Beijing will intensify its crackdown on illegal golf course construction.
In an effort to upgrade its industrial layout, Beijing recently released a list of industries that are either banned or restricted from new construction inside the city.
The move will put a cap on heavily polluting, water and energy consuming industries, making room for high-end industries.
For example, Beijing will restrict the construction of hotels, office buildings and exhibition centers, and prohibit the construction of golf courses, higher education institutes and big hospitals in the city center.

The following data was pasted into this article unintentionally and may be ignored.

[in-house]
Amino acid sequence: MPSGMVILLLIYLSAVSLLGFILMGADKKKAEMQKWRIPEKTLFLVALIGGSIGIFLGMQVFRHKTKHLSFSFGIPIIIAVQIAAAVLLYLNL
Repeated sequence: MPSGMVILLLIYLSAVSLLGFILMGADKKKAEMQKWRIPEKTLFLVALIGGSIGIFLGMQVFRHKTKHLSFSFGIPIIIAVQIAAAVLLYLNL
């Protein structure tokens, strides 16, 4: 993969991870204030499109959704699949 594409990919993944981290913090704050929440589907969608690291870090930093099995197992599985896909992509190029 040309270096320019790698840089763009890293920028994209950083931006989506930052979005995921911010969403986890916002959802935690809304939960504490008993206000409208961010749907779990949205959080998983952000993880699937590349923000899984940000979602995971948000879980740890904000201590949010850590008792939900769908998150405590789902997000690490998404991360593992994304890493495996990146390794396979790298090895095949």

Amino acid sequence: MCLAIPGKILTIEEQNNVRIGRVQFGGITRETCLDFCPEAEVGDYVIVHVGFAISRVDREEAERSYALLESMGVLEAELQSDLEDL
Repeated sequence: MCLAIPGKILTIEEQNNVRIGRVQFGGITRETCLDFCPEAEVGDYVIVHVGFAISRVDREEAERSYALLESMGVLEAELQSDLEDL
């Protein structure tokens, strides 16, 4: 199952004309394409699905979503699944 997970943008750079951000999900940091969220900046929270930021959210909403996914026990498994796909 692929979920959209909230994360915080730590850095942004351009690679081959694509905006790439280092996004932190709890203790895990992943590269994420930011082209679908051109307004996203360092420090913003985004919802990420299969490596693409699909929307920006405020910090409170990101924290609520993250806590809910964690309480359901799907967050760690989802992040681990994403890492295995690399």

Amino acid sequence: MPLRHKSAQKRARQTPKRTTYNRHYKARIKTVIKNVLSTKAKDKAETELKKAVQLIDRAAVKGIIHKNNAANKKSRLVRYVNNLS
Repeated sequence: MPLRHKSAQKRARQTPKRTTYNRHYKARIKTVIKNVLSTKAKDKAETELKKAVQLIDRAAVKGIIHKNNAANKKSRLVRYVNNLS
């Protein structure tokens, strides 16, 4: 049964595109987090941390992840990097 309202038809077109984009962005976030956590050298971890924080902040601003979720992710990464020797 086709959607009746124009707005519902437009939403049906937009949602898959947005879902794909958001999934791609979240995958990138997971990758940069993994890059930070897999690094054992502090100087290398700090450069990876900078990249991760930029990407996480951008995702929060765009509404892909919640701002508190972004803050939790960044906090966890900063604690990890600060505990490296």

Although China banned building golf courses in 2004, new construction continues under the guise of agricultural demonstration parks and ecological tour villages. It's reported that Beijing alone has over 200 illegal golf courses.
The craze for golf courses is profit-driven. Property developers could raise the added value of surrounding plots and earn money through the courses. Local governments, anxious to raise their GDPs, rely on the construction to speed up urbanization and develop local tourism.
Golf courses occupy farmland and consume lots of water and other resources. It's estimated that the water every 60 golf courses consume yearly is enough for one million people. They may even pollute groundwater by using pesticides to keep the grass tidy.
Beijing is trying to step up its law enforcement. In May, the city government demolished two golf courses claiming nearly 60 hectares of farmland. The list, which will go into effect soon, will further stress the ban on such construction.